Developing a shared supplier with endogenous spillovers
- Publication Date
- Oct 09, 2022
- Spiral - Imperial College Digital Repository
- External links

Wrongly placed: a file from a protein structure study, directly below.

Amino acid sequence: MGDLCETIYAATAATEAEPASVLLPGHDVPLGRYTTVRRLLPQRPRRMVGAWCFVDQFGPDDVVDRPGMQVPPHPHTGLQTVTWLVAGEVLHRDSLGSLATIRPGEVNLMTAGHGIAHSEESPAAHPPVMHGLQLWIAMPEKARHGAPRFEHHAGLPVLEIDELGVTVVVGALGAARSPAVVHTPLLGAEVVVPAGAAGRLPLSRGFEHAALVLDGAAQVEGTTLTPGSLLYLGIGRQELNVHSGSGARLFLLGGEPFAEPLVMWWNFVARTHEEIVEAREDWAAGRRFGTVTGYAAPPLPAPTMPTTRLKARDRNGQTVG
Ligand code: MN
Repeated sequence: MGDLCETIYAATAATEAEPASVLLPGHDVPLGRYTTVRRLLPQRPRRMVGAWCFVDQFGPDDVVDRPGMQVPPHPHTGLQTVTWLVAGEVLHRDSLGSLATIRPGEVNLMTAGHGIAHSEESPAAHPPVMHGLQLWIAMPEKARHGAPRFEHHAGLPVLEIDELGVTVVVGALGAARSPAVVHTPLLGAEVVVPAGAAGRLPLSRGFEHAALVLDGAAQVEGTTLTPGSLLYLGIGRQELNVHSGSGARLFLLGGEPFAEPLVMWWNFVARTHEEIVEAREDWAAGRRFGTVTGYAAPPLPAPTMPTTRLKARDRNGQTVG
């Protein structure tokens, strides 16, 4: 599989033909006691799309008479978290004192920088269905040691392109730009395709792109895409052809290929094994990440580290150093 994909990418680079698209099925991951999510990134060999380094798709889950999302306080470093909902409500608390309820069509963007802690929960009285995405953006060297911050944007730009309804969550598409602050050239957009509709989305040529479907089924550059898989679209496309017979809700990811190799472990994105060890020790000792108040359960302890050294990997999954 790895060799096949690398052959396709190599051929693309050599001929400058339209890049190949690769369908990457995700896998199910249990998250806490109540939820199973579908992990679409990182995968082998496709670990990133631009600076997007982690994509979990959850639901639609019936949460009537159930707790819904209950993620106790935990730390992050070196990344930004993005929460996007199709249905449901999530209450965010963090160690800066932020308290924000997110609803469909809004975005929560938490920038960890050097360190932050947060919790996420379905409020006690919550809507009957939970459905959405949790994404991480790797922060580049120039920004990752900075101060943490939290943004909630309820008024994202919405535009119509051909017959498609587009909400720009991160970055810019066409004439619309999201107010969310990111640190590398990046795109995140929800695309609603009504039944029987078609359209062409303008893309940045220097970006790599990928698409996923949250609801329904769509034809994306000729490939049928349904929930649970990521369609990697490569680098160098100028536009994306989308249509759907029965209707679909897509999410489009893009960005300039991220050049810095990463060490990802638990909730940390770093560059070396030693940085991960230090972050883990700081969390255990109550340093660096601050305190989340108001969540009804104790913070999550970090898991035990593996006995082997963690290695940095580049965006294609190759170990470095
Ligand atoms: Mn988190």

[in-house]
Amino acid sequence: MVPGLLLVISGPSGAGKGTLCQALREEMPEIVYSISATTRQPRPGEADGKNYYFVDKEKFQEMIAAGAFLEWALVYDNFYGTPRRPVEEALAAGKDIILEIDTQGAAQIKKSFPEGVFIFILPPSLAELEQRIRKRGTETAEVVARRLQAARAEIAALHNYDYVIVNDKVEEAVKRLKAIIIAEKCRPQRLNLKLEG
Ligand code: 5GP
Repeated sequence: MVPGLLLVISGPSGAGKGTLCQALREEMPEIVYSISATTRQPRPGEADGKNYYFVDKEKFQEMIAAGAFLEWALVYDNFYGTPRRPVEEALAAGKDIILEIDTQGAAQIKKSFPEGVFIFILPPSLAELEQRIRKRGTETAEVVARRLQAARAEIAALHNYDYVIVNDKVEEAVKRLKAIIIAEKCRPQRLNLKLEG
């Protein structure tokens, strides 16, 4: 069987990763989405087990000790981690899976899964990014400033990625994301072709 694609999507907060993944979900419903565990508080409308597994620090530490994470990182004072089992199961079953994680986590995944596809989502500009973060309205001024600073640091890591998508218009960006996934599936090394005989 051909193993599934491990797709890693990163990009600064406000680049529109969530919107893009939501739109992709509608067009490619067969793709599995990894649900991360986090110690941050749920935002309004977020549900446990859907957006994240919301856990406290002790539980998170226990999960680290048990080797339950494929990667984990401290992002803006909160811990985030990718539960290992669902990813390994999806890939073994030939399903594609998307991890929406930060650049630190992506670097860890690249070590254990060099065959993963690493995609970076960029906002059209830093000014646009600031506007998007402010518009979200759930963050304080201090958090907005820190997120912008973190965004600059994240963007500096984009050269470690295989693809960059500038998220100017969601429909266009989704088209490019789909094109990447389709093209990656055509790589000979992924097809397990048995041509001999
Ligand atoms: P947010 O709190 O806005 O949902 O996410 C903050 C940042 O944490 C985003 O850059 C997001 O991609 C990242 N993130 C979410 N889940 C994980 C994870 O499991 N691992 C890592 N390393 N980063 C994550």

Firms who buy from suppliers often engage in supplier development to reduce the supplier's production cost. Being aware that their efforts may benefit a rival firm when there is a shared supplier, some buyers only invest in “specific supplier development,” that is, in those processes or technologies where spillover cannot occur. Other buyers willingly accept the spillover that arises from supplier development, and invest in “generic supplier development.” Our game-theoretic model captures a buyer's choice to invest in these distinct supplier development types as a way to endogenize spillovers. In contrast to the literature, this paper considers the benefits of investing in a combination (i.e., portfolio) of cost-reducing generic and specific supplier development. We demonstrate how supplier development affects a shared supplier's wholesale pricing decisions; whereas generic supplier development lowers wholesale prices equally across buyers, specific supplier development only lowers the wholesale price of the investing party. Our model shows that buyers should treat the spillovers from generic supplier development as an investment opportunity rather than a threat. In equilibrium, a buyer will always invest in a portfolio of both supplier development types, and having a better generic than specific investment capability may even make generic supplier development the most prevalent option for him, depending on the level of competition. Moreover, even if the buyers can commit to only investing in specific supplier investment, the resulting equilibrium gives lower buyer profits than a portfolio that includes generic investments. We also find that the presence of specific investments may raise generic supplier development, benefiting all supply chain actors. However, incorporating specific supplier development into a supplier development portfolio or a commitment to investment in only specific supplier development can lead to a prisoner's dilemma in terms of buyer profits. We show how investment capabilities and competitive intensity drive the buyers' investment decisions and supply chain actors' profits. The paper's main results also hold for asymmetric generic investment capabilities, though we highlight that the least capable buyer will free-ride on his rival's investments, consequently making him earn higher profits.